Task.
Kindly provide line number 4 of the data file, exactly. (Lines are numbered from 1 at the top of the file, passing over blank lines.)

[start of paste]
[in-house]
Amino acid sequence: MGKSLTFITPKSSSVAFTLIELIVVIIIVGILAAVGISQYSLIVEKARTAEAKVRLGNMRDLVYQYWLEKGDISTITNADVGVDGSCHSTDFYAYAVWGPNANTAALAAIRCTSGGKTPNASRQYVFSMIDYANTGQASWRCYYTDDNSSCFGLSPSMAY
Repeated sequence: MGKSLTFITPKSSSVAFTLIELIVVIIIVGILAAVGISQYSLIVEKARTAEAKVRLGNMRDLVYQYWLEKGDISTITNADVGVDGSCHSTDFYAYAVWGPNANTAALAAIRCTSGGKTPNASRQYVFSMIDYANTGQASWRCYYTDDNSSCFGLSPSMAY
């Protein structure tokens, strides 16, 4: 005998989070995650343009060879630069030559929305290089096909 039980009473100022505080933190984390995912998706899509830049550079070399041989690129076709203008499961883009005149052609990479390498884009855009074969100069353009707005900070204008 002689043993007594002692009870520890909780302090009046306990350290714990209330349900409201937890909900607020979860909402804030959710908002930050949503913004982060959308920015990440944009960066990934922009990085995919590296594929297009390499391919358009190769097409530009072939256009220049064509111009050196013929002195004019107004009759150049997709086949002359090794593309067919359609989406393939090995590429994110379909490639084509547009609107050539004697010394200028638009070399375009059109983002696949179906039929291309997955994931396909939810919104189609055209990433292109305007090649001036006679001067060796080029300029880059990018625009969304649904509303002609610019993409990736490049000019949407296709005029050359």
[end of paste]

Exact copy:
């Protein structure tokens, strides 16, 4: 005998989070995650343009060879630069030559929305290089096909 039980009473100022505080933190984390995912998706899509830049550079070399041989690129076709203008499961883009005149052609990479390498884009855009074969100069353009707005900070204008 002689043993007594002692009870520890909780302090009046306990350290714990209330349900409201937890909900607020979860909402804030959710908002930050949503913004982060959308920015990440944009960066990934922009990085995919590296594929297009390499391919358009190769097409530009072939256009220049064509111009050196013929002195004019107004009759150049997709086949002359090794593309067919359609989406393939090995590429994110379909490639084509547009609107050539004697010394200028638009070399375009059109983002696949179906039929291309997955994931396909939810919104189609055209990433292109305007090649001036006679001067060796080029300029880059990018625009969304649904509303002609610019993409990736490049000019949407296709005029050359």